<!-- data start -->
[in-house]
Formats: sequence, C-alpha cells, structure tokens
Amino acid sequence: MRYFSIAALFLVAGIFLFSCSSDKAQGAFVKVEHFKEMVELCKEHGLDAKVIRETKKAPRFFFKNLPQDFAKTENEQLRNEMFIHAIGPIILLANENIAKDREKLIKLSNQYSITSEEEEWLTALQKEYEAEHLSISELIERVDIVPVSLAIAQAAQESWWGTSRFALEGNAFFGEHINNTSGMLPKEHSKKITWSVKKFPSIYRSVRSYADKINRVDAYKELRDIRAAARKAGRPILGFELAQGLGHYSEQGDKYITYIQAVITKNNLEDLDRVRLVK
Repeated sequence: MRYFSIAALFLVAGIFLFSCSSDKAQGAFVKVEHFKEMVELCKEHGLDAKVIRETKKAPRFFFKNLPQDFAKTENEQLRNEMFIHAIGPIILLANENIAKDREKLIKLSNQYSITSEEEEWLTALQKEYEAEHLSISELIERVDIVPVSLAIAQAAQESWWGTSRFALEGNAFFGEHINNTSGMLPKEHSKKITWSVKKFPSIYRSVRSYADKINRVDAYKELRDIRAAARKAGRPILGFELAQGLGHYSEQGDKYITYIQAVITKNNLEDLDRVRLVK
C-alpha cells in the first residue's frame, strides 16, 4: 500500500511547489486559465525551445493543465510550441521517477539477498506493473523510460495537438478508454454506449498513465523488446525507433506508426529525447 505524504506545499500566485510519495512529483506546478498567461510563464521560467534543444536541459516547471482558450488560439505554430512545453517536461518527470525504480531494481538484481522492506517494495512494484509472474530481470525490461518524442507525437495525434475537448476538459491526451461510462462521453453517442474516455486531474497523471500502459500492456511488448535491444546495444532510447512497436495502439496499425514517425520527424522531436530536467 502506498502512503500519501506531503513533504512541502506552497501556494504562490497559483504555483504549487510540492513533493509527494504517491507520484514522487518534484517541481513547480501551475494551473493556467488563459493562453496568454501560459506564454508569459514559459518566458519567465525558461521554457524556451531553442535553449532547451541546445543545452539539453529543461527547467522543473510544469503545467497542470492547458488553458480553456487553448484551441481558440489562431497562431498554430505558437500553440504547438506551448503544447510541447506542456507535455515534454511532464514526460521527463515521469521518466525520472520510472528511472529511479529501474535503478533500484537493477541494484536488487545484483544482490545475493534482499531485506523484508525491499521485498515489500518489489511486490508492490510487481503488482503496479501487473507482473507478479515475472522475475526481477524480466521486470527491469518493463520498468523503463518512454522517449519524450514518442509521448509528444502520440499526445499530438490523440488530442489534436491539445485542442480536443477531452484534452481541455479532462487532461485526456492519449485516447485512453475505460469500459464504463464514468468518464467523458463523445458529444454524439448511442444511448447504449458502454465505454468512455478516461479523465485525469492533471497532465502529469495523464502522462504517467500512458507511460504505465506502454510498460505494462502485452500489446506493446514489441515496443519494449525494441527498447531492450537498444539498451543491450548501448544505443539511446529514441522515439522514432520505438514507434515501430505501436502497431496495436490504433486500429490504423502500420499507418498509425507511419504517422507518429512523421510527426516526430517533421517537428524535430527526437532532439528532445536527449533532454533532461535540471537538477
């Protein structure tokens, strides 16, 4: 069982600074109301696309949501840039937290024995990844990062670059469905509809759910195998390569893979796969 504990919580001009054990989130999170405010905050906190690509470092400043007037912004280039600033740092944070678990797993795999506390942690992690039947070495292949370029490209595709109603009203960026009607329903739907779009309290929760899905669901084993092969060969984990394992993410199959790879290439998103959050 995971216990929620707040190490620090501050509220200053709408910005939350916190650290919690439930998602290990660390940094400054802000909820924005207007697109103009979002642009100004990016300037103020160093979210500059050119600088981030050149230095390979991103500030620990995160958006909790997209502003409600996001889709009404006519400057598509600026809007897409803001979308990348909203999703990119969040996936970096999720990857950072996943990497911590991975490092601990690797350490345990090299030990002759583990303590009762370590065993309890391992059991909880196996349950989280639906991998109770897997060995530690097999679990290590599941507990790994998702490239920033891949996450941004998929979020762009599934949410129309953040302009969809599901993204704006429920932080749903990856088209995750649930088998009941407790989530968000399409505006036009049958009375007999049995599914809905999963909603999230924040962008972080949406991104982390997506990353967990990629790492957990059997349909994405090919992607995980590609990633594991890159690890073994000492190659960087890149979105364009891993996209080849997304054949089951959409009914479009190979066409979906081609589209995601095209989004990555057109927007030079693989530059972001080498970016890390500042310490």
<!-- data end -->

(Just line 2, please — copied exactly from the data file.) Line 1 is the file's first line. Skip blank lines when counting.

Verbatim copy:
Formats: sequence, C-alpha cells, structure tokens